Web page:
I just read a guest post from one of my favorite writers, Jennie Allen. She also happens to be my pastors’ wife, and my friend. She wrote this guest post titled “Called to Bleed” the other day and it really hit me hard. God spoke to me through her, so well written, words. (she has such a gift)
God has been telling me not to fear my story, my past experiences and my mistakes…..but to use them to help others.
That’s a scary proposition, but I’ve been listening to Him. For a long time I’ve wanted to hide everything from the outside world. To keep it to myself (and only those closest to me). It’s not anyone’s business really, right? Wrong. Jennie said exactly what God has been telling me all along. That my story is His story. How can I keep that from others? Who am I to hold onto a story that He is so completely weaved into. A story that He made beautiful.
I’ve been scared (ok I still am a little scared) of people judging me and my past decisions. However, there is only one judge that I should be concerned with, and if I do not share what He has done in my life, how will He judge that?
He and I are still wrestling with this for now. It all comes back to trusting Him with everything. I’m letting go little by little and I know He has big plans for me once I become completely transparent with my life. When I show all that I have been through and all that He has done for me, it can only help others.
After I write this post, I will be working on writing “my story” which I plan to read to a group of college women in a few weeks (thanks to my friends Jennie and Jessica). I’m so excited, a little scared too, but mostly excited to see how God uses my story. One day maybe I can share my story on here….but for now, I think God is happy with my baby steps.
You may remember that I wrote about the “100 Thing Challenge” back in Sept. of 2009. That was really the beginning of my desire to start living with less. Well, I just finished reading Dave Bruno’s book about his 100 Thing Challenge and how it all came about. In this book he writes about how his life was before the challenge and what led him to create this challenge.
Dave then goes on to describe the process of going through his personal things and making decisions on what to sell or give away. He talks about his emotional ties to his train set and how he had been hanging on to those trains because of some disappointments from his childhood. I love how he points out how many of us, himself included, go and buy stuff as an attempt to fix an emotional problem. That is what shopping does for many people. It tricks them into feeling like they are solving problems, but really they are only creating more.
He purged the trains. He says that letting go of those trains ”was inspirational and cathartic.” I have a part-time organizing business and I would love for a lot of my clients to read Dave’s book. I wish everyone could experience what it feels like to let things go. It’s not as scary as many believe.
As I read the book, I felt as if I were sitting down across from Dave and he was telling me the story about his life over the past few years. His writing is so easy to read and keeps you engaged. He writes from his heart and lets you into his thoughts and feelings. He’s transparent, which I love. He’s real and you can relate to him. You really get to know Dave and experience the challenge with him through his words.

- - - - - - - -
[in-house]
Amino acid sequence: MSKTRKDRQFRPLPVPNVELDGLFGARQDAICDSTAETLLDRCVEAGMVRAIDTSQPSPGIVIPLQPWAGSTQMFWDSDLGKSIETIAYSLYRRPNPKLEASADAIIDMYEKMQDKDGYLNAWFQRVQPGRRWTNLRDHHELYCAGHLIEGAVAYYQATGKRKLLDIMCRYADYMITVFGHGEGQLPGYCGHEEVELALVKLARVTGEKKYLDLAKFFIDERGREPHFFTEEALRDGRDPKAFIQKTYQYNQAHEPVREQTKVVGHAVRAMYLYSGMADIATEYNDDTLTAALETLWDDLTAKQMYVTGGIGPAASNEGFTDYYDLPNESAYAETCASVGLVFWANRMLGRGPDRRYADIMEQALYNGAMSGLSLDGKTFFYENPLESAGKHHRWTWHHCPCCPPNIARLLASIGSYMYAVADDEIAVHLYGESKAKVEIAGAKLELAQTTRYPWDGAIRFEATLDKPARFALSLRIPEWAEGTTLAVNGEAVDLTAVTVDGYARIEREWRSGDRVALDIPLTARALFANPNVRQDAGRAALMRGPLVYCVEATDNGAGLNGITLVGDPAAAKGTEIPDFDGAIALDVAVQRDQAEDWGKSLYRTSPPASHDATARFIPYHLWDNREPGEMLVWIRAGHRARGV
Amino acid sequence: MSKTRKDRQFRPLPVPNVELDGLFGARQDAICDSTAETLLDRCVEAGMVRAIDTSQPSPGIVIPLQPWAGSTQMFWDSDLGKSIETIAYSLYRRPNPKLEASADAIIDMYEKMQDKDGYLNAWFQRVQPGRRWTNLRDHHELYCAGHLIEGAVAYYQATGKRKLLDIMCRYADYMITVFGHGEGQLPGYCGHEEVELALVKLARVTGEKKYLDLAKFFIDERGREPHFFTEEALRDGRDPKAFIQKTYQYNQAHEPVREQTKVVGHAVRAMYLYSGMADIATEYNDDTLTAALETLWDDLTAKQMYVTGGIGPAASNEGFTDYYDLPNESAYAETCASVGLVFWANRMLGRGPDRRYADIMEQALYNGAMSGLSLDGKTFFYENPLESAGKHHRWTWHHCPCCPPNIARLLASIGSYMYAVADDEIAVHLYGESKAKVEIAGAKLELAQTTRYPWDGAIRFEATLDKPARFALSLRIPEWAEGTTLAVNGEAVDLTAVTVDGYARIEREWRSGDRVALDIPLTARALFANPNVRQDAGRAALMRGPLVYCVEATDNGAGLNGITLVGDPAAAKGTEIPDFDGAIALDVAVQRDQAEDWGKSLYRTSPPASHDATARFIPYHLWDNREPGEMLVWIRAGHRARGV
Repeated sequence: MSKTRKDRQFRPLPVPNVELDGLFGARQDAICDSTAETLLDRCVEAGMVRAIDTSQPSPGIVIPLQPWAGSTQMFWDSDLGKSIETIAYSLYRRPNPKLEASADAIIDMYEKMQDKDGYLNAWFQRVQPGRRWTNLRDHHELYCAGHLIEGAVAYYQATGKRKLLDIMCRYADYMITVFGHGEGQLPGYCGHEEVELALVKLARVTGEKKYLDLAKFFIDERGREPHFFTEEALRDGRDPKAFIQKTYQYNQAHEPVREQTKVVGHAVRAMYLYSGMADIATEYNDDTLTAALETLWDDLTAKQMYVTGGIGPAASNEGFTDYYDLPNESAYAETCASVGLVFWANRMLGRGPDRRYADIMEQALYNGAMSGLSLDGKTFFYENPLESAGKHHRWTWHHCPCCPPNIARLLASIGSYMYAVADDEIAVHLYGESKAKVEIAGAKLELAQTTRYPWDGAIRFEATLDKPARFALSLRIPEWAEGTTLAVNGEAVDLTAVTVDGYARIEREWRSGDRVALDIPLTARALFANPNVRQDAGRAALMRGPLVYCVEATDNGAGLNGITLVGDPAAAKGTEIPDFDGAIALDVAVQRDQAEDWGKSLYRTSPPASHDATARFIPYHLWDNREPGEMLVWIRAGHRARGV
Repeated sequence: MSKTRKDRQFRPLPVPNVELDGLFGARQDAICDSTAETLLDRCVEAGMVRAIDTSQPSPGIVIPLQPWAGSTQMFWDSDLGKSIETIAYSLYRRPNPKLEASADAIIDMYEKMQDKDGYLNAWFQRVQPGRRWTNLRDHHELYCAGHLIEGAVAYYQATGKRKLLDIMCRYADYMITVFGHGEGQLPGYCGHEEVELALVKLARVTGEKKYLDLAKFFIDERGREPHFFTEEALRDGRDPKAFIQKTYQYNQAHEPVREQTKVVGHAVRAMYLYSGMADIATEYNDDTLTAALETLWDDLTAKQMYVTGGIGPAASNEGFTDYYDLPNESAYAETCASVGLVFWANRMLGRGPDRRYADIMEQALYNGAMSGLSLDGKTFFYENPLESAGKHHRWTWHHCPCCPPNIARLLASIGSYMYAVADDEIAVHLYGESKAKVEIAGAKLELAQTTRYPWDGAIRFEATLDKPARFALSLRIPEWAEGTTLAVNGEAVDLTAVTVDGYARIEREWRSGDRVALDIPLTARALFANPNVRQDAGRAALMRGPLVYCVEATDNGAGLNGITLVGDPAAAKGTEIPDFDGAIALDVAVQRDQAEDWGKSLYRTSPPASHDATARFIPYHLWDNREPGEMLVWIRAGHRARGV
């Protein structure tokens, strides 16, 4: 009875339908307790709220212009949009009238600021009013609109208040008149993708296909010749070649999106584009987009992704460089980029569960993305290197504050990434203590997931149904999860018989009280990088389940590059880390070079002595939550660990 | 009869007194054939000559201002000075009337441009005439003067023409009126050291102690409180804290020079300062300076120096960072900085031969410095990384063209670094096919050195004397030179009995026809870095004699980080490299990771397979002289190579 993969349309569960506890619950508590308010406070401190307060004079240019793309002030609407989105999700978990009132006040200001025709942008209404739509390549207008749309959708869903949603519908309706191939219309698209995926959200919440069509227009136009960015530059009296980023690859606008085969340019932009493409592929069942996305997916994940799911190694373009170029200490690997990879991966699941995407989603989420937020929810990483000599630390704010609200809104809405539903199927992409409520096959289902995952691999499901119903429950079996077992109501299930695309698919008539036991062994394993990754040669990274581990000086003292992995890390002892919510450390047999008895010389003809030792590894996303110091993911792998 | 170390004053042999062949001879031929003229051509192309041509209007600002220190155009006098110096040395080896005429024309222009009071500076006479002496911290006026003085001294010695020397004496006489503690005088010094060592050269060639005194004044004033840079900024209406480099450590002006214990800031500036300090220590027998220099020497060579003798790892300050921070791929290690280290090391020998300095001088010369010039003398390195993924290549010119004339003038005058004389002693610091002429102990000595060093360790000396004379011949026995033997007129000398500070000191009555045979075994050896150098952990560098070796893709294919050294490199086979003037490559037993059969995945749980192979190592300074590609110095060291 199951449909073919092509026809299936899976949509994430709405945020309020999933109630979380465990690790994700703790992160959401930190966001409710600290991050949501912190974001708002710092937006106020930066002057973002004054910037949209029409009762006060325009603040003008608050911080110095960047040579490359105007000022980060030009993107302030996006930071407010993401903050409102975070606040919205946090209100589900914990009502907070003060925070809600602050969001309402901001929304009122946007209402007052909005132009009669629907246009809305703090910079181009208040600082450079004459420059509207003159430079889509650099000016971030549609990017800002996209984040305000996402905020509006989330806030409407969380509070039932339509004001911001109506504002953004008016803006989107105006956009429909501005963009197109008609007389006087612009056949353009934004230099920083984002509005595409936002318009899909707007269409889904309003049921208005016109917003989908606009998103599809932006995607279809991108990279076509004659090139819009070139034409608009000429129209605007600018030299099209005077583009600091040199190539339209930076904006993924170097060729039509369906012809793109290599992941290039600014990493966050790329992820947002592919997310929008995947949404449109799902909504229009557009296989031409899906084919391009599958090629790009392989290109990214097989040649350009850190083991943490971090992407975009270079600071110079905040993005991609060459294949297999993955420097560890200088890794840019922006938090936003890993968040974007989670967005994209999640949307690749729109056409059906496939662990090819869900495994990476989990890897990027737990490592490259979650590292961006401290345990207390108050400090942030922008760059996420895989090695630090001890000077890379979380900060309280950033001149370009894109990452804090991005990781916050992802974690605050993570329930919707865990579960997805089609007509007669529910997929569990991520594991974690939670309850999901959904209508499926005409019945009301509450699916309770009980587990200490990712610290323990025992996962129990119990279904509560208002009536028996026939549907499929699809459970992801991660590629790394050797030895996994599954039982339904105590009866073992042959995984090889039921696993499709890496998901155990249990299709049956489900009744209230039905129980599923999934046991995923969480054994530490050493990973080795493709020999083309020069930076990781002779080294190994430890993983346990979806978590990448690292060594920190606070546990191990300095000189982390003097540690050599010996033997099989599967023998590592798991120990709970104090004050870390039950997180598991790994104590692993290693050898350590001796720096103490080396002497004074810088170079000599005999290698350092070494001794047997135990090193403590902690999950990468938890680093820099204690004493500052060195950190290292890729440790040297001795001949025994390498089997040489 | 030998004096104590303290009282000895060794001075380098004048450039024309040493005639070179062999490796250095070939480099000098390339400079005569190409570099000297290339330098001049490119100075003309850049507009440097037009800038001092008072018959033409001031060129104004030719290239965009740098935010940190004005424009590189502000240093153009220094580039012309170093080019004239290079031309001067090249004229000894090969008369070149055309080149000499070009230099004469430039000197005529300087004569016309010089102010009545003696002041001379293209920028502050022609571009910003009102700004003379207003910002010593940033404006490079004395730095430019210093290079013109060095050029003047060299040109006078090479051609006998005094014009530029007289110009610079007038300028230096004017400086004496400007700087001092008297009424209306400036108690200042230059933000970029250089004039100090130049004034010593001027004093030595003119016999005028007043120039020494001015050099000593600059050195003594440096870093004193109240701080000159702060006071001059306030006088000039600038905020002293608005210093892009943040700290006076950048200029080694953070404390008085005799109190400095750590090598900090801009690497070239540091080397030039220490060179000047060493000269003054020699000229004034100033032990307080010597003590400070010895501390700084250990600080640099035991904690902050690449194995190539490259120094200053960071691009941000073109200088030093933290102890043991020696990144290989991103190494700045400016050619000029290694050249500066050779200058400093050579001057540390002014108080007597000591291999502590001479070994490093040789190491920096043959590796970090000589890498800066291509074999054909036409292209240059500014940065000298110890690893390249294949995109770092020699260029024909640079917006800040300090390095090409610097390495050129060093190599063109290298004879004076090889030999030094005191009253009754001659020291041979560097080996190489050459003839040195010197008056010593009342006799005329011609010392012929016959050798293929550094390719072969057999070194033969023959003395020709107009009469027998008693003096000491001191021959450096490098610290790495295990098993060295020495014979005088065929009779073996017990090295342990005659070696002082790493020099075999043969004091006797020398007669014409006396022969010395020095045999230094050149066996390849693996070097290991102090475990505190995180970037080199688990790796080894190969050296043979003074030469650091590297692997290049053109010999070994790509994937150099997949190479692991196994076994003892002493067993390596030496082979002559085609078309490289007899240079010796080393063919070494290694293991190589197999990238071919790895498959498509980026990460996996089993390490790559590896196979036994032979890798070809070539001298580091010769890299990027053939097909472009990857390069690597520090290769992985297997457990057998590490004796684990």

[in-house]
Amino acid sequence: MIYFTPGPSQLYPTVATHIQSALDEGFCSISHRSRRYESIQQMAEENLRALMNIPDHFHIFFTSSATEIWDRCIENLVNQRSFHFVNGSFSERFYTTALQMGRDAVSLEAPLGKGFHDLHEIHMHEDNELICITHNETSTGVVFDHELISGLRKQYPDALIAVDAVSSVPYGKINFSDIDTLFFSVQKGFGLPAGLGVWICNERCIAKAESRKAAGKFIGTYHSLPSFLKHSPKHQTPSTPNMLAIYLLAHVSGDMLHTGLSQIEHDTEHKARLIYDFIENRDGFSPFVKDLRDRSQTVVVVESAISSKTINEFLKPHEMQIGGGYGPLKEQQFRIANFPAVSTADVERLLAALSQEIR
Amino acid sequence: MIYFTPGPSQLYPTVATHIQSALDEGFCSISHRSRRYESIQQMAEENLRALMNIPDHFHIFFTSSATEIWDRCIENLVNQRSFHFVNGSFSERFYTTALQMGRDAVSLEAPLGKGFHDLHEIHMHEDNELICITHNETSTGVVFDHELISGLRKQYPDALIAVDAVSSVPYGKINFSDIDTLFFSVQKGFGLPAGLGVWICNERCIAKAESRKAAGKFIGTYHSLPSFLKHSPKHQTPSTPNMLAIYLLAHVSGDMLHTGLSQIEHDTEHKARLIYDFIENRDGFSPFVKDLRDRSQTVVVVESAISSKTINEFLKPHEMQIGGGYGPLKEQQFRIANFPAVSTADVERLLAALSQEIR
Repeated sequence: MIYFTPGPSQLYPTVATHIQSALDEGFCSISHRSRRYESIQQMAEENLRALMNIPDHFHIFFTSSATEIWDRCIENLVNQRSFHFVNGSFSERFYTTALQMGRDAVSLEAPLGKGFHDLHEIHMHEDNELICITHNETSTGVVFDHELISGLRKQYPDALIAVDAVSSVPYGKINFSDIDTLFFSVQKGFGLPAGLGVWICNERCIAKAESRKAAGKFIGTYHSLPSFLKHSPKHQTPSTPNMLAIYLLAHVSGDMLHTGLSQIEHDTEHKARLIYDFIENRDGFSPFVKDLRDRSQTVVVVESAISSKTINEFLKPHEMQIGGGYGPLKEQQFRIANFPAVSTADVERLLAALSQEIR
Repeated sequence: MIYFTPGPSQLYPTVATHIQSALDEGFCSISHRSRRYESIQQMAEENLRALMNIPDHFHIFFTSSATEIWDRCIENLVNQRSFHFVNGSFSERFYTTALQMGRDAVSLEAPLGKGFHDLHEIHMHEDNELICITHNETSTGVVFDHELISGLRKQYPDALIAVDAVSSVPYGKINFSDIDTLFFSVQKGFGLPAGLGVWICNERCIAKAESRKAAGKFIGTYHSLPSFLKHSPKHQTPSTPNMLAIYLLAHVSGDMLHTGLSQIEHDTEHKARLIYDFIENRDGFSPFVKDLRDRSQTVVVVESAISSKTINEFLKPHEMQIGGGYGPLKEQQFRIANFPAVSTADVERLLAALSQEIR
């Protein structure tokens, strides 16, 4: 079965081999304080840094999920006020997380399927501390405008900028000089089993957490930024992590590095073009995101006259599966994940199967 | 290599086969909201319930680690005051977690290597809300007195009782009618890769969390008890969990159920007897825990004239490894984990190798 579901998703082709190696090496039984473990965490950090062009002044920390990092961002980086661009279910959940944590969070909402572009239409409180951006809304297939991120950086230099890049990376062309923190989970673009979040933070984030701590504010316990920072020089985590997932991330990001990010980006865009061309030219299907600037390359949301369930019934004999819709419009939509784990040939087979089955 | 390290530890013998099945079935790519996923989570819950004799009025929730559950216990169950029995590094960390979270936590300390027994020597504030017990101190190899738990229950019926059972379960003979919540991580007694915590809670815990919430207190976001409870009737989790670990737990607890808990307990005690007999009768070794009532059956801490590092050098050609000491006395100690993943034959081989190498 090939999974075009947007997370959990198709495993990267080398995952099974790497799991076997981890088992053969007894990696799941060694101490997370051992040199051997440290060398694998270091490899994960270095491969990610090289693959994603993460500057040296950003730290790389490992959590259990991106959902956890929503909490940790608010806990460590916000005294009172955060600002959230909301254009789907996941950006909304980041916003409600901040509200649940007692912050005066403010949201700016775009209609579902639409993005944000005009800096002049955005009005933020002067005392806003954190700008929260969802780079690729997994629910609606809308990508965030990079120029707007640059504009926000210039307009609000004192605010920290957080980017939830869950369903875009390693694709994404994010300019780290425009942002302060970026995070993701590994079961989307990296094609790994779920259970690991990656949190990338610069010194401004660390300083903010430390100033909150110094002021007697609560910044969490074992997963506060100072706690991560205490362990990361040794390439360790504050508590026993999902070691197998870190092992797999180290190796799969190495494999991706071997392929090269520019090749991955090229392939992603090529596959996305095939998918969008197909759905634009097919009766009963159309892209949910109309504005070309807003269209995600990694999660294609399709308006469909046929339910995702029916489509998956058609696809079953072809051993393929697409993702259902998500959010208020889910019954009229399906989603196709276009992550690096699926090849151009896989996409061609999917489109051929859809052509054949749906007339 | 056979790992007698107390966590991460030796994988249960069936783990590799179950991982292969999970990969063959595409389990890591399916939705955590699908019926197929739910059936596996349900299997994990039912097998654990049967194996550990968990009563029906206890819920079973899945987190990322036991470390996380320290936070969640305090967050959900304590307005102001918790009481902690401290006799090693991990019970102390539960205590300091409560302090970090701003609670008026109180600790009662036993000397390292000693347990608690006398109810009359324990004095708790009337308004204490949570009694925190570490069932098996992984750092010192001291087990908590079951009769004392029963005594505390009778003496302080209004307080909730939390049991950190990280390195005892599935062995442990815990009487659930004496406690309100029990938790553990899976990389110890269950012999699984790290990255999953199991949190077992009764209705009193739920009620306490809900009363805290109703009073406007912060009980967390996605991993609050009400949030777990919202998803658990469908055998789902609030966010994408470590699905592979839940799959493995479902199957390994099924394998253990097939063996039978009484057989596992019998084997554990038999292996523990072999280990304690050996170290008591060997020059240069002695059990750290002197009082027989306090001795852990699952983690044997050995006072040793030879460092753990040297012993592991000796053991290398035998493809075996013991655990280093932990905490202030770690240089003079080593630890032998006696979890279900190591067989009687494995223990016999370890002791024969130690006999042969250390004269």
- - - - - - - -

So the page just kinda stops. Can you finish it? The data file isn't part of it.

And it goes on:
I’m inspired by Dave and his story. I have begun my own 100 Thing Challenge and continue to work on it. I’m close, but need to continue to pare a few things down quite a bit. I think it’s a great idea, brilliant really. Living with less helps us to see what is really important and how much “stuff” we can live without.
I applaud Dave for creating this challenge and I thoroughly enjoyed reading his book and learning more about the person behind the challenge.
I am such a supporter of journaling. You can ask my husband. I’m constantly encouraging him to get his thoughts down on paper.
It started when I was a teenager. Whenever I would feel overwhelmed, or worried about a lot of concerns I would write them down. I would make a list of my worries and then once they were on paper I could go through them and think about why they weren’t that big of a deal. I pretty much do the same today.
However, now I do most of my journaling right after I read the Bible and have prayer time with God. I usually start each journal entry with what I heard God tell me. If you have prayer time with God daily, I would highly suggest doing this. It is so interesting and faith affirming when you go back and read all the different words you’ve heard God tell you during different times in your life. You can see more clearly where he was leading you in the past and where he is leading you today.
I can’t say enough about what journaling has done for me. If you’ve never done it, give it a try. You don’t have to write anything profound, just start writing and see what comes out. Write about all the things you are thinking about, worrying about, happy about, thankful about…etc. You get the picture.
Journaling helps you place your thoughts onto paper. It helps give you clarity if nothing else. Once you have all of those thoughts that are swirling around in your head down on paper, they are much less intimidating or overwhelming.
Try it today, and if you are like my husband and do not like to hand write anything then start a digital journal on your computer. It is the same idea and will have the same result. It’s just plain good for you.
Also, in honor of Thankful Thursday today: I am thankful for my mother-in-law, Margaret. Today is her birthday. Happy Birthday Margaret! She encourages me, inspires me and she sends me some great recipes! She is also an excellent editor(she is currently helping me write an article) and a good friend. I feel so lucky to have her as my mother-in-law.